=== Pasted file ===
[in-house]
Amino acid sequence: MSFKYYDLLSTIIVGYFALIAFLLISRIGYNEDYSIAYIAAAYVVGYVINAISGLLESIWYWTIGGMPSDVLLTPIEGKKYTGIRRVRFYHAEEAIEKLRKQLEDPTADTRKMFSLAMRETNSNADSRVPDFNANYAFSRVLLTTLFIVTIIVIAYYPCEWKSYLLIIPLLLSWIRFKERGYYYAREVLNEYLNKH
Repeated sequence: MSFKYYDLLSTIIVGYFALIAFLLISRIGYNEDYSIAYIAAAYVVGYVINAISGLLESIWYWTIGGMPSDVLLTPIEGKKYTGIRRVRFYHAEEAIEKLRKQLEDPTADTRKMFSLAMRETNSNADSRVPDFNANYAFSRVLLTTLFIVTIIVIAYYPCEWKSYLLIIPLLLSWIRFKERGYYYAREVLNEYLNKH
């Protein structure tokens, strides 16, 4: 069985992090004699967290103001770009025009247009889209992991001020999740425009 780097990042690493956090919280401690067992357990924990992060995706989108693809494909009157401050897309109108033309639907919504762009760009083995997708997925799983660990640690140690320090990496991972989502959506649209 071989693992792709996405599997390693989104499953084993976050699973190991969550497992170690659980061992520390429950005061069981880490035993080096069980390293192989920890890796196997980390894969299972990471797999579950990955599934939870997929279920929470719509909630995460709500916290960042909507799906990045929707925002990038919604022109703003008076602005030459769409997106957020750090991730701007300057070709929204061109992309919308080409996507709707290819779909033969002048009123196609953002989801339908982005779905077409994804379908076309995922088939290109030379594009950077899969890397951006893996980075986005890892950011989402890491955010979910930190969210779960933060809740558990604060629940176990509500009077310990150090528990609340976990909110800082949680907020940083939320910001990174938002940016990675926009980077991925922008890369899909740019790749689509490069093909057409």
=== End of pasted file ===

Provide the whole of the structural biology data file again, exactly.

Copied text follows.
[in-house]
Amino acid sequence: MSFKYYDLLSTIIVGYFALIAFLLISRIGYNEDYSIAYIAAAYVVGYVINAISGLLESIWYWTIGGMPSDVLLTPIEGKKYTGIRRVRFYHAEEAIEKLRKQLEDPTADTRKMFSLAMRETNSNADSRVPDFNANYAFSRVLLTTLFIVTIIVIAYYPCEWKSYLLIIPLLLSWIRFKERGYYYAREVLNEYLNKH
Repeated sequence: MSFKYYDLLSTIIVGYFALIAFLLISRIGYNEDYSIAYIAAAYVVGYVINAISGLLESIWYWTIGGMPSDVLLTPIEGKKYTGIRRVRFYHAEEAIEKLRKQLEDPTADTRKMFSLAMRETNSNADSRVPDFNANYAFSRVLLTTLFIVTIIVIAYYPCEWKSYLLIIPLLLSWIRFKERGYYYAREVLNEYLNKH
């Protein structure tokens, strides 16, 4: 069985992090004699967290103001770009025009247009889209992991001020999740425009 780097990042690493956090919280401690067992357990924990992060995706989108693809494909009157401050897309109108033309639907919504762009760009083995997708997925799983660990640690140690320090990496991972989502959506649209 071989693992792709996405599997390693989104499953084993976050699973190991969550497992170690659980061992520390429950005061069981880490035993080096069980390293192989920890890796196997980390894969299972990471797999579950990955599934939870997929279920929470719509909630995460709500916290960042909507799906990045929707925002990038919604022109703003008076602005030459769409997106957020750090991730701007300057070709929204061109992309919308080409996507709707290819779909033969002048009123196609953002989801339908982005779905077409994804379908076309995922088939290109030379594009950077899969890397951006893996980075986005890892950011989402890491955010979910930190969210779960933060809740558990604060629940176990509500009077310990150090528990609340976990909110800082949680907020940083939320910001990174938002940016990675926009980077991925922008890369899909740019790749689509490069093909057409």